Since the late 1950s Stan Brakhage has been in the forefront of independent filmmaking. His body of work — some seventy hours — is one of the largest of any filmmaker in the history of cinema, and one of the most diverse. Probably the most widely quoted experimental filmmaker in history, his films typify the independent cinema.
Until now, despite well-deserved acclaim, there has been no comprehensive study of Brakhage’s oeuvre. The Films of Stan Brakhage in the American Tradition fills this void. R. Bruce Elder delineates the aesthetic parallels between Brakhage’s films and a broad spectrum of American art from the 1920s through the 1960s.
This book is certain to stir the passions of those interested in artistic critique and interpretation in its broadest terms.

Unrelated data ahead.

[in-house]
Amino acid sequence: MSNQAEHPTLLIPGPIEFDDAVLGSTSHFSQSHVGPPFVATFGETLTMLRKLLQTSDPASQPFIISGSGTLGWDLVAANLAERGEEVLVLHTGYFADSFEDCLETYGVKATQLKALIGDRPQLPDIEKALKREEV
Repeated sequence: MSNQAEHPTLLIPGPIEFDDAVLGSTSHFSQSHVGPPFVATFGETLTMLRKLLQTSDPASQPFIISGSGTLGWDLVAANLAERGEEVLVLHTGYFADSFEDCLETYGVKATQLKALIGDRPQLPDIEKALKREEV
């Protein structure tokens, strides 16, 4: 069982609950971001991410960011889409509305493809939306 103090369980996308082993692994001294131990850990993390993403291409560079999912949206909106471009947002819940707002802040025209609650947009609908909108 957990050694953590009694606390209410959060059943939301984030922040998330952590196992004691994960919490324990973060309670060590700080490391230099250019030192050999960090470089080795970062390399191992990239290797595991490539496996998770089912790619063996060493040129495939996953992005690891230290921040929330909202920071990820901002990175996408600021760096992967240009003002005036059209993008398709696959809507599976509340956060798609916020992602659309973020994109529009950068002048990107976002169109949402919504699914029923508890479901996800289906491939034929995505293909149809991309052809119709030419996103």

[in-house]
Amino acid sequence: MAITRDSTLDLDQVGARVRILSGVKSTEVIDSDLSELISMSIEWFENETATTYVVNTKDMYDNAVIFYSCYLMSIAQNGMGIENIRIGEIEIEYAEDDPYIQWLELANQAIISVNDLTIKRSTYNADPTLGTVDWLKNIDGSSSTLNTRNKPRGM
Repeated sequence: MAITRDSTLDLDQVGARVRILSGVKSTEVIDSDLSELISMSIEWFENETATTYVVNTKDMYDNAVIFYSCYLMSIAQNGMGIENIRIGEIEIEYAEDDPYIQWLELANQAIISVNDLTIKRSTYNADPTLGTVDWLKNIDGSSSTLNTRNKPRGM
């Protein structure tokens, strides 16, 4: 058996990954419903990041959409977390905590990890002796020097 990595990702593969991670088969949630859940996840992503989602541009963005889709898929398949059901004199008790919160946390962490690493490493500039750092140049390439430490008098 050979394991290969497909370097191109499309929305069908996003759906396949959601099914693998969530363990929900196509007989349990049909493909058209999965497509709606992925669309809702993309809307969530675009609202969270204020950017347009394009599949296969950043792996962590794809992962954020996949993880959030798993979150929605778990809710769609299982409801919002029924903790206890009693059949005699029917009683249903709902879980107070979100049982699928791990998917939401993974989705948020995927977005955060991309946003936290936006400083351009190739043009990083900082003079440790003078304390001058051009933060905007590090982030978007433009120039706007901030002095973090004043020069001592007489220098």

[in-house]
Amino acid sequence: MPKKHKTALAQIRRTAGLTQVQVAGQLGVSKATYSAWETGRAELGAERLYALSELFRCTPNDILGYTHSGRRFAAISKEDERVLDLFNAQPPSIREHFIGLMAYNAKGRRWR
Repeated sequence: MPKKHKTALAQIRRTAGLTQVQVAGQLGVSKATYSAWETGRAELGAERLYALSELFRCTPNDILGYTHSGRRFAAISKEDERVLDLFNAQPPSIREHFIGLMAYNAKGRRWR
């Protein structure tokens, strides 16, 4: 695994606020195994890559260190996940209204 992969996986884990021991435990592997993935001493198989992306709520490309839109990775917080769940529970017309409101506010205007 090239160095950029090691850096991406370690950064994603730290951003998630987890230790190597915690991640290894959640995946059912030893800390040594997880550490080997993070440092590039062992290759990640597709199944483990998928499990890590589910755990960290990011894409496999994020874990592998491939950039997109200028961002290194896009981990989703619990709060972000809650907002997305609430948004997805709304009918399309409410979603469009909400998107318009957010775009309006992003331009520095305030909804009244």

"In R. Bruce Elder's The Films of Stan Brakhage in the American Tradition of Ezra Pound, Gertrude Stein, and Charles Olson, the link between Brakhage and the great poetic voices of the 20th century is persuasively established....Elder's greatest accomplishment in this book is his ability to interweave varying disciplines so that the reader becomes acutely aware of the points of intersection between media. Despite its wide-ranging topic, The Films of Stan Brakhage is meticulously researched, remarkably lucid, and provides a compelling argument for Brakhage's place alongside these great thinkers of the 20th century."
"Elder evidences a brilliant command of Brakhage's immense filmography and a lifetime's engagement with the poets he discusses....In every reading there are traces of the lessons Brakhage's cinema can offer to open-minded an open-eyed artists. In fact, The films of Stan Brakhage is less an academic study than the enthusiastic and fully committed response of one filmmaker to another and to the modernist tradition they both share."
"This challenging and important work demands the attention of film historians, scholars, critics, theoreticians, and media and culture commentators. In addition to a select bibliography, there is a glossary, a filmography, and 58 pages of notes."
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